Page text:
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Mine Disasters in the United States


Pennsylvania Coal Company
No. 14 Shaft Explosion

Pittston, Luzerne County, Pennsylvania
March 2, 1909
No. Killed 8

Source:
Report of the Department of Mines, 1909  PDF Format


On the morning of the March 2nd William Hughes, the fire boss, made his examination of the workings, and discovered a foot of gas in breast No. 299.  This breast is the outside one adjoining the slope extension up the anticlinal and is driven some distance up from the last crosscut.  All the other places being found free from gas.

Hughes, after arriving at the foot of shaft, directed his men how to work, holding the men out of breast No. 290 until the gas would be removed and the place made safe.  He directed his bratticeman, John Ruscavage, and Bernard Coyle, the helper, to put up a brattice in breast No. 299 to remove the gas, saying that he would go in after he had eaten his breakfast and start the men to work.  He gave Ruscavage and Coyle safety lamps to work with.  Ruscavage sent his helper for brattice cloth and he went in to work.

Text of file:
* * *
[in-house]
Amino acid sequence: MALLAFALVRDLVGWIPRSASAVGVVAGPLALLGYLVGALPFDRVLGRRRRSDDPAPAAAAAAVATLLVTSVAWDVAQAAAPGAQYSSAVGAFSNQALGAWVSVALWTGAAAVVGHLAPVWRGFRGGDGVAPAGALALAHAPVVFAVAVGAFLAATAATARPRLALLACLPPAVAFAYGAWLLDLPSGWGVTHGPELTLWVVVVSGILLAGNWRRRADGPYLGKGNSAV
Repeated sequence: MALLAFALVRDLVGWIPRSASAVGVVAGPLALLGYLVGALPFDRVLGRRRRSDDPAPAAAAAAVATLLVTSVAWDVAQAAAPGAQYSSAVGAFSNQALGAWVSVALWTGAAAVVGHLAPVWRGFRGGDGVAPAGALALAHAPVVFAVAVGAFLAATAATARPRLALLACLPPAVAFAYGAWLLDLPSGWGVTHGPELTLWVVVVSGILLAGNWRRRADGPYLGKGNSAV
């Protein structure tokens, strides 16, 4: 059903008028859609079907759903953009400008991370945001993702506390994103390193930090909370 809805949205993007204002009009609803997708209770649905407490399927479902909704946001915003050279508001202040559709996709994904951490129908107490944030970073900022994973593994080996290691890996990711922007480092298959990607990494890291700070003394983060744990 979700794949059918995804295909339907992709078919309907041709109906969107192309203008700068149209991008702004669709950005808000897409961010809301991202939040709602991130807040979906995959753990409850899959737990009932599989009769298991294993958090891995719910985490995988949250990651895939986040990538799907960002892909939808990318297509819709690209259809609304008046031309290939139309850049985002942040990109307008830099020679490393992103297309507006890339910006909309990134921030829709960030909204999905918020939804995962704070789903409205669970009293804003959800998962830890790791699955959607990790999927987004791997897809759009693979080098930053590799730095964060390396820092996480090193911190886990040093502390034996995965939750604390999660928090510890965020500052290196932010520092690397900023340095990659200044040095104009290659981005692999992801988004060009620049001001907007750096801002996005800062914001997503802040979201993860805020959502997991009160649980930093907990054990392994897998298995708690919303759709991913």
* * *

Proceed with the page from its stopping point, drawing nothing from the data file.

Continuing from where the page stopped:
About 8:00 a.m. he arrived in breast No. 299 leaving his lunch pail and sat close to a mine car that had been taken up the breast that morning by the driver to the cross-cut and left there, as it is evident the driver stopped when he came to the danger mark placed across the track.

Coyle came up the breast with the brattice cloth just as Ruscavage was climbing off the car unto the gob.  He said Ruscavage had an open light on his head and a safety lamp in his hand.  He said he saw the gas ignited by the open light, causing an explosion, and that a few minutes after another terrific explosion took place by which the men were burned as they rushed for the slope to get out and were caught at the foot of the slope.

The workings in this slope were well ventilated, the intake being on the right of the slope going down and ventilating a few places on the right and up the slope extension on the anticlinal and across the face of the workings on the left of the slope, returning up on the left of slope to the lift above.  Had the men gone up the return those who worked on the left of the slope would have escaped injury.

Victor Scuzka and Jacob Scuzrick lost their lives by the above explosion, by being suffocated by the after damp before the rescuers could reach them, although every effort was made to do so.  When they were found life was extinct.  They had only been employed a few days in this part of the mine and being in the dark sat down and were overcome by the afterdamp.

The deceased:
  • Erico Copiteia
  • Bernard Coyle
  • Thomas Fleming
  • Charles Richardson
  • John Ruscavage
  • Victor Scuzka
  • Jacob Scuzrick
  • Anthony Tardo




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